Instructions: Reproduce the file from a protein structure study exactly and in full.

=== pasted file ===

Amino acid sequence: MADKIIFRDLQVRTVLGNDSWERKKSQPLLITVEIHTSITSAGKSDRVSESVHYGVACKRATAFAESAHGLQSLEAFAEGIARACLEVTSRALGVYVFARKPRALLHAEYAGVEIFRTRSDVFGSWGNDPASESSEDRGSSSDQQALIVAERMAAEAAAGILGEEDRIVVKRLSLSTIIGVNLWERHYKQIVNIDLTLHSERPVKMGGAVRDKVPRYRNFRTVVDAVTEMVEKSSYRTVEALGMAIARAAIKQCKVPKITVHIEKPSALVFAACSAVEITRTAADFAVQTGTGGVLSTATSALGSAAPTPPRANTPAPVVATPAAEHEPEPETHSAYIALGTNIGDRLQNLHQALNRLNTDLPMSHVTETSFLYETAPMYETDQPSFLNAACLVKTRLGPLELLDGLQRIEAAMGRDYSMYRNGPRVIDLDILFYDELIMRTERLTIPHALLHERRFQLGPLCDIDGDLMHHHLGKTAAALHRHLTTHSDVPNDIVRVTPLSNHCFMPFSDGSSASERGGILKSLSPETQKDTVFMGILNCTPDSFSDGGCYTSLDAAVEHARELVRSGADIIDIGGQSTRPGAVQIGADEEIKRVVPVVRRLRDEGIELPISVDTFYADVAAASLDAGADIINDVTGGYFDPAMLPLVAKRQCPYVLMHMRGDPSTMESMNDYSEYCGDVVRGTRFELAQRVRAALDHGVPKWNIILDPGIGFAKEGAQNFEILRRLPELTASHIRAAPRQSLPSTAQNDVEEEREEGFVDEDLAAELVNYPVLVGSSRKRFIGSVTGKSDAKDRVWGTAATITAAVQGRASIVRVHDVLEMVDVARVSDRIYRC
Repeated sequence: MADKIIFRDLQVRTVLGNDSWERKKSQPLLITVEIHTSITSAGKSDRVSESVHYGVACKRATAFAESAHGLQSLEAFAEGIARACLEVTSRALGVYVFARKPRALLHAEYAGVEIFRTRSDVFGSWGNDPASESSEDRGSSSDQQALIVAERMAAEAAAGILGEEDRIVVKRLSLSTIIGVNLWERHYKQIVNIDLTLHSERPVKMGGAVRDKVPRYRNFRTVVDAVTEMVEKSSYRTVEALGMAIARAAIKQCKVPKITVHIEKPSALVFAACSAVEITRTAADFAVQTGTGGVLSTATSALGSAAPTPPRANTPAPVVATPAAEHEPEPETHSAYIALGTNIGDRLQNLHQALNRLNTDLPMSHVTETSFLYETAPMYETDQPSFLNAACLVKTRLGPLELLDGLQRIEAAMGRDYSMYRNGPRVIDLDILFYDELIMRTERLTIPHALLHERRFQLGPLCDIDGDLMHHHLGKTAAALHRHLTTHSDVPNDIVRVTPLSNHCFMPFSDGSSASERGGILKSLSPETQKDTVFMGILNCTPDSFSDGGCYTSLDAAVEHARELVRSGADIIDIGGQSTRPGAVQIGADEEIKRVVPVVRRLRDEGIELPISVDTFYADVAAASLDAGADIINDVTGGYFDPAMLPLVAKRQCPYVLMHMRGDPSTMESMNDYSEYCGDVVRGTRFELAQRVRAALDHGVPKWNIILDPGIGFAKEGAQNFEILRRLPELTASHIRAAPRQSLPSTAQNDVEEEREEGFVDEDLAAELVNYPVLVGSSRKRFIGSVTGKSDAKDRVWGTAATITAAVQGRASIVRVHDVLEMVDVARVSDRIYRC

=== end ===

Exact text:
Amino acid sequence: MADKIIFRDLQVRTVLGNDSWERKKSQPLLITVEIHTSITSAGKSDRVSESVHYGVACKRATAFAESAHGLQSLEAFAEGIARACLEVTSRALGVYVFARKPRALLHAEYAGVEIFRTRSDVFGSWGNDPASESSEDRGSSSDQQALIVAERMAAEAAAGILGEEDRIVVKRLSLSTIIGVNLWERHYKQIVNIDLTLHSERPVKMGGAVRDKVPRYRNFRTVVDAVTEMVEKSSYRTVEALGMAIARAAIKQCKVPKITVHIEKPSALVFAACSAVEITRTAADFAVQTGTGGVLSTATSALGSAAPTPPRANTPAPVVATPAAEHEPEPETHSAYIALGTNIGDRLQNLHQALNRLNTDLPMSHVTETSFLYETAPMYETDQPSFLNAACLVKTRLGPLELLDGLQRIEAAMGRDYSMYRNGPRVIDLDILFYDELIMRTERLTIPHALLHERRFQLGPLCDIDGDLMHHHLGKTAAALHRHLTTHSDVPNDIVRVTPLSNHCFMPFSDGSSASERGGILKSLSPETQKDTVFMGILNCTPDSFSDGGCYTSLDAAVEHARELVRSGADIIDIGGQSTRPGAVQIGADEEIKRVVPVVRRLRDEGIELPISVDTFYADVAAASLDAGADIINDVTGGYFDPAMLPLVAKRQCPYVLMHMRGDPSTMESMNDYSEYCGDVVRGTRFELAQRVRAALDHGVPKWNIILDPGIGFAKEGAQNFEILRRLPELTASHIRAAPRQSLPSTAQNDVEEEREEGFVDEDLAAELVNYPVLVGSSRKRFIGSVTGKSDAKDRVWGTAATITAAVQGRASIVRVHDVLEMVDVARVSDRIYRC
Repeated sequence: MADKIIFRDLQVRTVLGNDSWERKKSQPLLITVEIHTSITSAGKSDRVSESVHYGVACKRATAFAESAHGLQSLEAFAEGIARACLEVTSRALGVYVFARKPRALLHAEYAGVEIFRTRSDVFGSWGNDPASESSEDRGSSSDQQALIVAERMAAEAAAGILGEEDRIVVKRLSLSTIIGVNLWERHYKQIVNIDLTLHSERPVKMGGAVRDKVPRYRNFRTVVDAVTEMVEKSSYRTVEALGMAIARAAIKQCKVPKITVHIEKPSALVFAACSAVEITRTAADFAVQTGTGGVLSTATSALGSAAPTPPRANTPAPVVATPAAEHEPEPETHSAYIALGTNIGDRLQNLHQALNRLNTDLPMSHVTETSFLYETAPMYETDQPSFLNAACLVKTRLGPLELLDGLQRIEAAMGRDYSMYRNGPRVIDLDILFYDELIMRTERLTIPHALLHERRFQLGPLCDIDGDLMHHHLGKTAAALHRHLTTHSDVPNDIVRVTPLSNHCFMPFSDGSSASERGGILKSLSPETQKDTVFMGILNCTPDSFSDGGCYTSLDAAVEHARELVRSGADIIDIGGQSTRPGAVQIGADEEIKRVVPVVRRLRDEGIELPISVDTFYADVAAASLDAGADIINDVTGGYFDPAMLPLVAKRQCPYVLMHMRGDPSTMESMNDYSEYCGDVVRGTRFELAQRVRAALDHGVPKWNIILDPGIGFAKEGAQNFEILRRLPELTASHIRAAPRQSLPSTAQNDVEEEREEGFVDEDLAAELVNYPVLVGSSRKRFIGSVTGKSDAKDRVWGTAATITAAVQGRASIVRVHDVLEMVDVARVSDRIYRC